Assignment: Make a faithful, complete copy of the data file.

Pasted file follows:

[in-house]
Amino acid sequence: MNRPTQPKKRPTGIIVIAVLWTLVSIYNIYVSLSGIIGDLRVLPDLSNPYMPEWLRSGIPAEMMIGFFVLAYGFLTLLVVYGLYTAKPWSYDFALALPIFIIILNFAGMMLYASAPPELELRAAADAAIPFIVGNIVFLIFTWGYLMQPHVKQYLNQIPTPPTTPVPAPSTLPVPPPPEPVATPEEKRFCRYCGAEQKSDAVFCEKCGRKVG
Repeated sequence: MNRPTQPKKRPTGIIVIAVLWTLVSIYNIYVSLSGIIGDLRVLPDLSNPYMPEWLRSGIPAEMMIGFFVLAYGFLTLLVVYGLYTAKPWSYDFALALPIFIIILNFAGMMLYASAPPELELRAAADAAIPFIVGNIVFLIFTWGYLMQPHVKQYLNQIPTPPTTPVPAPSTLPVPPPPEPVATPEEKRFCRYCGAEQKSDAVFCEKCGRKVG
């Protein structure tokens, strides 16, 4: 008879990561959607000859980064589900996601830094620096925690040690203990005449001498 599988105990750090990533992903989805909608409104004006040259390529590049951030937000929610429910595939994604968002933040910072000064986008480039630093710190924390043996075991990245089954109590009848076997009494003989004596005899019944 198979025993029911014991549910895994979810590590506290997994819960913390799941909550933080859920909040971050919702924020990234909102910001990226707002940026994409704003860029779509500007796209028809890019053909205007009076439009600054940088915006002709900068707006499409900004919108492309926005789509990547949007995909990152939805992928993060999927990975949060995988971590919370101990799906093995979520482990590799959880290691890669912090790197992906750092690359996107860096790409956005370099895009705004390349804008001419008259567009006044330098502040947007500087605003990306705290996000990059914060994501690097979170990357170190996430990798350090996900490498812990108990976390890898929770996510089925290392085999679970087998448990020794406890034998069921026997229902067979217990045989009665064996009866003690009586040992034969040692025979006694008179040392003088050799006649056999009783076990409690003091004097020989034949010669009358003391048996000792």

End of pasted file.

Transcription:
[in-house]
Amino acid sequence: MNRPTQPKKRPTGIIVIAVLWTLVSIYNIYVSLSGIIGDLRVLPDLSNPYMPEWLRSGIPAEMMIGFFVLAYGFLTLLVVYGLYTAKPWSYDFALALPIFIIILNFAGMMLYASAPPELELRAAADAAIPFIVGNIVFLIFTWGYLMQPHVKQYLNQIPTPPTTPVPAPSTLPVPPPPEPVATPEEKRFCRYCGAEQKSDAVFCEKCGRKVG
Repeated sequence: MNRPTQPKKRPTGIIVIAVLWTLVSIYNIYVSLSGIIGDLRVLPDLSNPYMPEWLRSGIPAEMMIGFFVLAYGFLTLLVVYGLYTAKPWSYDFALALPIFIIILNFAGMMLYASAPPELELRAAADAAIPFIVGNIVFLIFTWGYLMQPHVKQYLNQIPTPPTTPVPAPSTLPVPPPPEPVATPEEKRFCRYCGAEQKSDAVFCEKCGRKVG
């Protein structure tokens, strides 16, 4: 008879990561959607000859980064589900996601830094620096925690040690203990005449001498 599988105990750090990533992903989805909608409104004006040259390529590049951030937000929610429910595939994604968002933040910072000064986008480039630093710190924390043996075991990245089954109590009848076997009494003989004596005899019944 198979025993029911014991549910895994979810590590506290997994819960913390799941909550933080859920909040971050919702924020990234909102910001990226707002940026994409704003860029779509500007796209028809890019053909205007009076439009600054940088915006002709900068707006499409900004919108492309926005789509990547949007995909990152939805992928993060999927990975949060995988971590919370101990799906093995979520482990590799959880290691890669912090790197992906750092690359996107860096790409956005370099895009705004390349804008001419008259567009006044330098502040947007500087605003990306705290996000990059914060994501690097979170990357170190996430990798350090996900490498812990108990976390890898929770996510089925290392085999679970087998448990020794406890034998069921026997229902067979217990045989009665064996009866003690009586040992034969040692025979006694008179040392003088050799006649056999009783076990409690003091004097020989034949010669009358003391048996000792």